One word. Iconic. No better title would suit this immaculate Indian Scout. As a hand in a glove, so fitting were we ahead of this year’s Distinguished Gentleman’s Ride. Nothing quite intrigues me more than riding modern motorbikes with a long-standing rich history and heritage. Indian Motorcycles are no exception.
As a youthful African rider, the gap to the motorcycling world was bridged by one name, Harley-Davidson. From my township of Mamelodi, that was the name that echoed through our humble streets. And yet, all this time, lay a sleeping giant that hadn’t roamed our homelands yet. A suitable and competitive brand name, one that had not yet met our utterances.
The history of Indian Motorcycles spans over a century. Originally known as the Hendee Manufacturing Company. In the year 1901, the first motorcycle was produced. That year now serves as a special date in the hearts of many Indian riders and even more so amongst the owners. The first Scout was birthed in 1920, equipped with a 600cc side-valve V-twin engine with the transmission securely bolted to the engine casing.
Fast forward to the present day, the Indian Scout maintains a sleek modern cruiser design that still accurately pays homage to the pilot model. This is visually evident by means of the curved rear and front fender, as well as the engine, elongated sculpted tank, headlights and stylish wheel components.
At first glance and feel, it can be described simply as ‘solid’. No part of this motorcycle felt ‘plasticky’. Every rider appreciates that reassurance, that what is under them is a machine that is reliable. The sort of reliability that aids a sound purchase decision even when considering the niche aspect of the Indian Motorcycle brand. Not only does the Indian Scout form the perfect intersection of old-school meeting new-school, but they have also adapted to the times and incorporated key technological features.
The Scout encompasses a 1100cc V-Twin engine which produces 100 horses of power (70Kw) and 97Nm of torque. It’s worth noting that irrespective of a slightly more relaxed throttle response, it certainly gives enough go from the crack of the throttle. It features modern elements such as electronic fuel injection, liquid cooling and ABS. It runs on a drive belt and hosts a smooth-shifting 6-speed gearbox ideal for both in-city or open highway cruising.
Aesthetically, one of the first things you will notice is the low seat height, pulled-back handlebars seating you more upright and of course the typical forward foot controls which position you in a stereotypical semi-aggressive cruiser riding position. The plush seat design comfortably contours to your rear, providing a snug and secure fit ideal for solo riding.
From afar, the matte white smoke colour scheme definitely catches the eye especially when you factor in the finer chrome and black design elements. With the Scout, the devil really is in the details. Carrying so much history it ensures that you not only look but really pay attention to the intricate detailing design.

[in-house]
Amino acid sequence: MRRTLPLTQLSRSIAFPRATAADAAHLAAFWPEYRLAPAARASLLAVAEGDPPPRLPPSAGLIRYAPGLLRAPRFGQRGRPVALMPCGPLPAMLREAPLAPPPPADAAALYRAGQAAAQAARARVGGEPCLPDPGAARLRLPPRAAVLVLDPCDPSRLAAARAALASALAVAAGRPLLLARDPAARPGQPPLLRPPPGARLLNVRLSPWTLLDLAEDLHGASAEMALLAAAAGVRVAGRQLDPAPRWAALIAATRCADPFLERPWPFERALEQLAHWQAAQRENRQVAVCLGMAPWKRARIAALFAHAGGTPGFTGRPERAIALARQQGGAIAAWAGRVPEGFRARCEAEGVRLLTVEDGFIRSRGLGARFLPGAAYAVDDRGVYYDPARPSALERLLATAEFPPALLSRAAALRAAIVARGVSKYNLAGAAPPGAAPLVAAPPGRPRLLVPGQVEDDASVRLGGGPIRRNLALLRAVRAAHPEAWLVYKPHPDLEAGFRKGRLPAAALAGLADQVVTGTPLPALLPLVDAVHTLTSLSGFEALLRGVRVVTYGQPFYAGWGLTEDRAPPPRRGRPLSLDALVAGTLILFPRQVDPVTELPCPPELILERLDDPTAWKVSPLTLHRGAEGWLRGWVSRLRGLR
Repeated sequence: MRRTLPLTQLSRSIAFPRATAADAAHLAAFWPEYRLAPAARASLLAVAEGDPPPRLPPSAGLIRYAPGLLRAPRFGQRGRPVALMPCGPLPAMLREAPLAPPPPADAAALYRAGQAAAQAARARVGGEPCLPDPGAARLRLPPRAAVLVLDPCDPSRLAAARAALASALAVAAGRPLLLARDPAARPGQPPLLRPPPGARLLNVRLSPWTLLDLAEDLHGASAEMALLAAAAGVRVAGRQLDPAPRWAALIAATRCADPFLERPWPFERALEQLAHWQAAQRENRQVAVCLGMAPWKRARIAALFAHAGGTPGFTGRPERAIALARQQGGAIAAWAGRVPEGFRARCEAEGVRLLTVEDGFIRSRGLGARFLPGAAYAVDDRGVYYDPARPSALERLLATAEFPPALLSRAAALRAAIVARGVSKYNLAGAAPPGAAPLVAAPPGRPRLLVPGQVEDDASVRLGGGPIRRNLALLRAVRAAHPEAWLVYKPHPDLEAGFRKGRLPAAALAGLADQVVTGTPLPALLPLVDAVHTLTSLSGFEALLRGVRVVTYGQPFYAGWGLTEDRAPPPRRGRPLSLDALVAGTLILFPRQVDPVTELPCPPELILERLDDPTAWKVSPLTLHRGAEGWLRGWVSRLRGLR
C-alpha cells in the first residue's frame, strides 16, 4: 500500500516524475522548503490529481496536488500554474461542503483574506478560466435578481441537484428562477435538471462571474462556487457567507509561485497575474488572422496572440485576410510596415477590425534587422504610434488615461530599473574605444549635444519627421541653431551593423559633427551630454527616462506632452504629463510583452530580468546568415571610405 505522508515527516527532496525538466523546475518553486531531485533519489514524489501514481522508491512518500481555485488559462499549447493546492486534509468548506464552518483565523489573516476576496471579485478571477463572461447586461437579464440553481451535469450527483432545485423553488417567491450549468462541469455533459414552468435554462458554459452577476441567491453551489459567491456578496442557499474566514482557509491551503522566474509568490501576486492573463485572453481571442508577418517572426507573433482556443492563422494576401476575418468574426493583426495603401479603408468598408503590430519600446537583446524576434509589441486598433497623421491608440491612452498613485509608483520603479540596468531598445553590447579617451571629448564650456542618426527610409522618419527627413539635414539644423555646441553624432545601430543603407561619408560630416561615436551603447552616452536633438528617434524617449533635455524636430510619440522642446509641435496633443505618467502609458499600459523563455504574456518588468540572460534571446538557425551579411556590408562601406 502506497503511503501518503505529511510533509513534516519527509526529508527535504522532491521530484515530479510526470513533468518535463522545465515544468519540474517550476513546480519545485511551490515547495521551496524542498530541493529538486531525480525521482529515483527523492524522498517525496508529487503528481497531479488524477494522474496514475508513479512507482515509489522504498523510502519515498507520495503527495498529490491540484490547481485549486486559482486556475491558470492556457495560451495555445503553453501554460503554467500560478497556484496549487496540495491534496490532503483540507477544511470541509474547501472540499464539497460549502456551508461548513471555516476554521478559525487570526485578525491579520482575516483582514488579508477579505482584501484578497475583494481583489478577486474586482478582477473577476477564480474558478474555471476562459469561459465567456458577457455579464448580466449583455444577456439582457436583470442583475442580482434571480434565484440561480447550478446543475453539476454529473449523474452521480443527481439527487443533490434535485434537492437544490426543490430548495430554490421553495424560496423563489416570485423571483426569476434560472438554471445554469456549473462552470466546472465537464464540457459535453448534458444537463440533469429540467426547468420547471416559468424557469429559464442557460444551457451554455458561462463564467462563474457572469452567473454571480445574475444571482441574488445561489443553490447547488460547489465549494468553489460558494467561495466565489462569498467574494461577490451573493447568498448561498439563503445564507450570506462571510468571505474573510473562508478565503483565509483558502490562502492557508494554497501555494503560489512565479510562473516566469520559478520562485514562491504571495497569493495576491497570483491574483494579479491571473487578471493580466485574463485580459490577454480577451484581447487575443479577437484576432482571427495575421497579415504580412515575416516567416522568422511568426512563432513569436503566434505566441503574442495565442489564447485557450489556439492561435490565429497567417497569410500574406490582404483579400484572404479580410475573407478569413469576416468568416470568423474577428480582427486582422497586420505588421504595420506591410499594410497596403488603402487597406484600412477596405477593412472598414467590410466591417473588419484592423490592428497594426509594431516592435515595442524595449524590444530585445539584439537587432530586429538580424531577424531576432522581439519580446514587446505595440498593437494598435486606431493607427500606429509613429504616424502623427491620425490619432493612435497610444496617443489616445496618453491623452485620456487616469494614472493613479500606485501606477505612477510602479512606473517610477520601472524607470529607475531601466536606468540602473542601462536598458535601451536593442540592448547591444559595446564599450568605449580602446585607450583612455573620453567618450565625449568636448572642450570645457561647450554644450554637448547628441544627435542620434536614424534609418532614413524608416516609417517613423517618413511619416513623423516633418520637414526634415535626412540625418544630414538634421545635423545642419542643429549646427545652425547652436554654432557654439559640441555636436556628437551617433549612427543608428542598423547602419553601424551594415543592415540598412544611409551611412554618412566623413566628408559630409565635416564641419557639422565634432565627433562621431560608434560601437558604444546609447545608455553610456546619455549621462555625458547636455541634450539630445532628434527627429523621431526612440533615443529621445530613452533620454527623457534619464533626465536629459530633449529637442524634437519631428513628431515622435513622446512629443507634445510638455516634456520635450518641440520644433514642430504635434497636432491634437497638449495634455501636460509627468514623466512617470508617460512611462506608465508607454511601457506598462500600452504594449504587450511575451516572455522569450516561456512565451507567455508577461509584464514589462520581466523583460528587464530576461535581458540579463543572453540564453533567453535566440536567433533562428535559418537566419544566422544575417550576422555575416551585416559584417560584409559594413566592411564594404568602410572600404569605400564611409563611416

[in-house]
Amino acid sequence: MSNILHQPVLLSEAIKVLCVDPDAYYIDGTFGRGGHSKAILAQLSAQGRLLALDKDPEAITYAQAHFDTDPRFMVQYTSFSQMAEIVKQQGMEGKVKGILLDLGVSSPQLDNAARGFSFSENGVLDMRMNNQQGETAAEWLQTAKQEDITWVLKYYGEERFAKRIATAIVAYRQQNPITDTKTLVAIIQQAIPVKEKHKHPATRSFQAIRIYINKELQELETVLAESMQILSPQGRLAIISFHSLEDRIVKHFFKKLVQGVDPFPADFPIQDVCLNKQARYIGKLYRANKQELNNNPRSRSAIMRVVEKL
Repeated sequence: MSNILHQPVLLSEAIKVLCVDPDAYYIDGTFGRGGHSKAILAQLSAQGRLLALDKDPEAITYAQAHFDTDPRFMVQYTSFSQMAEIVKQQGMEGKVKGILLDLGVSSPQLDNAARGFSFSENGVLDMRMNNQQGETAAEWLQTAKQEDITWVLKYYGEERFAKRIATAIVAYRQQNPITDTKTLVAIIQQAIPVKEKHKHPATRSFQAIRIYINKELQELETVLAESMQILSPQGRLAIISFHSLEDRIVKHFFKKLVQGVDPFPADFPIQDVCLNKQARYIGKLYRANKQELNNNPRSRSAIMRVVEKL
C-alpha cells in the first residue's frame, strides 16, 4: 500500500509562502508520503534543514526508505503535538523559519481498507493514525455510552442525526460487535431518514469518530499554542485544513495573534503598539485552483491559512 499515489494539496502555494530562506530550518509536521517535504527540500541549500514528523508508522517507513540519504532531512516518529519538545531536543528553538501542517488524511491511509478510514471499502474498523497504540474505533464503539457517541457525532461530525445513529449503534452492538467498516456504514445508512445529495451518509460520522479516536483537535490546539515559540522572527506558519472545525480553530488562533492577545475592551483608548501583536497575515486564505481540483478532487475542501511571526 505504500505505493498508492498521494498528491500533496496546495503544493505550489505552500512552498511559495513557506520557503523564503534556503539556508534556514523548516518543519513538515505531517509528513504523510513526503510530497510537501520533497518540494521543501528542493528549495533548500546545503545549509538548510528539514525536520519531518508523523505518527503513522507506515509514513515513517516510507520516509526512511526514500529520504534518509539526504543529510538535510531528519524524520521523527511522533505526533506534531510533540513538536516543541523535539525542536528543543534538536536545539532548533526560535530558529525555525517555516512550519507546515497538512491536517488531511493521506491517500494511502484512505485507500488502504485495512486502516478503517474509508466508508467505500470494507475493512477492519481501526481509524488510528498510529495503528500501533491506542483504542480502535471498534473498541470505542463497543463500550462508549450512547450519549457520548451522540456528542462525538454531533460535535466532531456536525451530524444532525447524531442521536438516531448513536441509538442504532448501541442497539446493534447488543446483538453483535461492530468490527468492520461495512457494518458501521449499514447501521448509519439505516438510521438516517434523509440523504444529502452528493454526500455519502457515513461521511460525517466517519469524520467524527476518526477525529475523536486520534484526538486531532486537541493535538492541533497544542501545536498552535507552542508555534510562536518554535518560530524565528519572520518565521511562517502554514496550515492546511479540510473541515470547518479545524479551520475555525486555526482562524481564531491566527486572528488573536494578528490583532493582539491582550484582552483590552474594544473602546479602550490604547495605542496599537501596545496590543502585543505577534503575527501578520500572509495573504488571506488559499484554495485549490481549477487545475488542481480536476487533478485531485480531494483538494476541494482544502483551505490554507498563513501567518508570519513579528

It encapsulates an analogue speedo housing all the essential information, digital tachometer, odometer, trip meter, engine temperature as well as the low fuel lamp. The bike itself weighs a muscular 256kg and holds a 12.5L fuel capacity.
From the onset, with the above rider ergonomics in mind, the Scout lacks nothing in performance, accelerating gradually and swiftly up and out the lower to mid-rev range allowing you to enter into a comfortable cruising pace. It is only at much higher speeds when you feel unsteady, with unsettling vibrations felt through the handlebars. This however doesn’t take away from its overall well-established handling capabilities thanks to the lightweight aluminium cast frame and low seat height allowing easy accessibility and control.
The Scout’s suspension performed well across bumpy roads and made the ride sufficiently bearable. The Scout certainly sticks in and through the corners with riders having full confidence to commit, within Bobber lean angle stipulations of course. One thing is for sure, this is the sort of cruiser that is best suited for the long open road. For an even more enhanced riding experience, fitting a saddle bag or luggage rack would do the trick for really special and memorable road trips.
In recent years, it seems that the sleeping giant sleeps no more (since its rebirth with Polaris Industries in 2011). Indian Motorcycles has historically experienced various ups and downs over the years. Barring all such aside, no one can dispute the quality of motorcycles produced today by the Indian brand. A motorcycle brand that keeps the end user in mind right from the design process up until those rattling keys meet the owner’s hand. You don’t just ride an Indian, you embody it. You don’t just own an Indian, you own a piece of insurmountable history and heritage. And that my fellow rider, is my Scout’s Honour.
For more information on the bike featured in this article, click on the link below…